U visas are a little known benefit for many unauthorized immigrants. It provides a route to U.S. lawful permanent resident status if you happen to be the victim of certain violent crimes, including crimes of domestic violence.
U visas are technically, most of the time, not visas at all. It is a lawful nonimmigrant status usually granted to individuals already present in the United States, rather than granted abroad with the issuance of an actual visa. This status is NOT permanent resident status, a.k.a. the green card. But it does grant you permission to remain in the United States lawfully, with permission to work, for up to three years. At the end of that three years, assuming you have not done anything unlawful in the meantime, you can adjust your status to that of permanent resident. For a more detailed listing of U eligibility criteria, USCIS provides this information.
This U nomimmigrant status is only granted to up to 10,000 unauthorized immigrants per year. The 2014 quota was actually reached in December 2013, according to the U.S. Citizenship and Immigration Services (“USCIS”), which is only about two and half months into the federal fiscal year which begins on October 1st. This is because immigrant advocates are doing a better and better job in informing eligible immigrant victims of crime about this benefit and filing the application. Applications that do not make the cut-off in the year filed are held over until the quota re-opens in the next fiscal year.
The U nonimmigrant status was created to help immigrant victims of crime, including specifically victims of domestic violence, and to encourage such victims to come forth to report the crime and to cooperate in the investigation and prosecution of the crime. In exchange for the victim reporting and helping to prosecute the crime, a law enforcement agency must sign off on a formal certification of the victim’s helpfulness. Without this law enforcement certification, the U visa application cannot move forth. It is thus an indispensable condition of eligibility and in some cases the bulk of the work on applying for U status is finding a law enforcement agency willing to sign off on the certification.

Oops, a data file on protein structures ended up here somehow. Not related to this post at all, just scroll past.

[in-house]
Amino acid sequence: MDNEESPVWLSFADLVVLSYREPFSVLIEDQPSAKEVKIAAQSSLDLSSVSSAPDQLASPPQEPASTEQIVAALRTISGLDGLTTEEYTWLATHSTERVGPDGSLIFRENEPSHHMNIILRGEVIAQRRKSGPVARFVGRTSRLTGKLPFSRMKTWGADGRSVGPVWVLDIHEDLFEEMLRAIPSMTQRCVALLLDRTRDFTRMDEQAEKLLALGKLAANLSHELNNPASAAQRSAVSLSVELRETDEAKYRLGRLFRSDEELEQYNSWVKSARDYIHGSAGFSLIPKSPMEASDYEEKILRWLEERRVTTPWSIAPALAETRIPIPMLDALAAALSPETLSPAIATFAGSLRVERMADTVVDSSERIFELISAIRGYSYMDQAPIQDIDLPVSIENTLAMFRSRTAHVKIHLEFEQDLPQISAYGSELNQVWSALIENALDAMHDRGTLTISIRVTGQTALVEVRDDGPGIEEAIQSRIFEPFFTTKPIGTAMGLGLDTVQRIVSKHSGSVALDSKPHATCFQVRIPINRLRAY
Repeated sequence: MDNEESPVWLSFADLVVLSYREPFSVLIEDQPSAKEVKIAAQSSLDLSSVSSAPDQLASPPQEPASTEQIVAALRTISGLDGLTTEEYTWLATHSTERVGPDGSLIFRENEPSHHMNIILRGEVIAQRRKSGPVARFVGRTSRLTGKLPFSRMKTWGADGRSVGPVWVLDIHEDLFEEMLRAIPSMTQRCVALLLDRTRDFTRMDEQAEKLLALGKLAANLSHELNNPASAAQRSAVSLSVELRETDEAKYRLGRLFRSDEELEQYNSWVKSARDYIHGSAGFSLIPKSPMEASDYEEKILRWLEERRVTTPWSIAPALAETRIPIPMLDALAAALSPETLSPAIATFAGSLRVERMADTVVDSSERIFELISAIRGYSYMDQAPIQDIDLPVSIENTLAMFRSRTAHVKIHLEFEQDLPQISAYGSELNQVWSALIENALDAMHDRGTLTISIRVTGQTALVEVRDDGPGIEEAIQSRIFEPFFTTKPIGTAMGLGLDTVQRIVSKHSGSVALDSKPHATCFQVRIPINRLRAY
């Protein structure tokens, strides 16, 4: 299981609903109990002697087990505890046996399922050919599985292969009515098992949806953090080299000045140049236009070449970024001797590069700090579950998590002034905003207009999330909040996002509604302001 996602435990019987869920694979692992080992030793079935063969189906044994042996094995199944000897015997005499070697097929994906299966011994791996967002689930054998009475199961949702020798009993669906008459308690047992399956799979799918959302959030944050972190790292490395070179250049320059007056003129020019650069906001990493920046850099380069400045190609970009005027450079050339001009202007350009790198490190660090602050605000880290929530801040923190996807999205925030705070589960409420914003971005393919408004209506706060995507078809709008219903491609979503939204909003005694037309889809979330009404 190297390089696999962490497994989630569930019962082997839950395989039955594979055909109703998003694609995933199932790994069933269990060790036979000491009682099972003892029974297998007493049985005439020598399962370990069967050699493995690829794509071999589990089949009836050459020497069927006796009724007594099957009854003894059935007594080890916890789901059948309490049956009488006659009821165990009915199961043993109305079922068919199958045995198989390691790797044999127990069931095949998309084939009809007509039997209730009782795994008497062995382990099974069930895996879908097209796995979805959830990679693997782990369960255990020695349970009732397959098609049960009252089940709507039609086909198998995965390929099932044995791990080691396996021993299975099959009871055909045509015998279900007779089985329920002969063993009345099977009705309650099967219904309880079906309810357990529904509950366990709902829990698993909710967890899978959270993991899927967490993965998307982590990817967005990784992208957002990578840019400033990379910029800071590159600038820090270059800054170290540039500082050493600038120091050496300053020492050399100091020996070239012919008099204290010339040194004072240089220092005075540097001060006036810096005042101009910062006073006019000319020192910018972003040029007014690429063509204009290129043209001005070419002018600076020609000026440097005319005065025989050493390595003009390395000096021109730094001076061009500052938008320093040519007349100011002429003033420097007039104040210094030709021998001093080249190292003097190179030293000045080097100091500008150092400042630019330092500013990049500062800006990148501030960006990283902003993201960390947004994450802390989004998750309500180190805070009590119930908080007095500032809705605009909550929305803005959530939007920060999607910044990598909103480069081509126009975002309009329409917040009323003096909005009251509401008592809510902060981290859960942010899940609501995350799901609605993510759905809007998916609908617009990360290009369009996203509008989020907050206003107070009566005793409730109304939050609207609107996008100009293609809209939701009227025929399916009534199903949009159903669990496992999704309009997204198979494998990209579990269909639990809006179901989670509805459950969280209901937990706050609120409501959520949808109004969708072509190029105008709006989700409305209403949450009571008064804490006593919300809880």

This is because not all law enforcement agencies are aware of what U nonimmigrant status is, or the policy considerations behind it. The personnel at such agencies may be wary of signing off on a form that they are not familiar with, in case it might come back later to bite them. Or, in some cases, the leadership or personnel at these law enforcement agencies are anti-immigrant and simply do not want to help unauthorized immigrants, even those who are victims of crimes and are willing to come forth. In the first instance, it is important to provide background information on why the U nonimmigrant status was enacted and to show that signing off on the certification does not have negative repercussions for the law enforcement agency. In the second, if one’s powers of persuasion do not work in changing an anti-immigrant attitude then it is time to think creatively and look around for another law enforcement agency with jurisdiction over the crime.
U visas are a valuable tool towards obtaining lawful status for victims of crime. It creates a benefit from an awful situation where an immigrant was physically harmed or threatened with physical harm. If you know anyone who experienced this, or even certain relatives of victims who are without lawful immigration status, we can help evaluate whether a U visa application is viable. Contact Tran Law Associates at (215) 690-1933 to discuss your specific situation.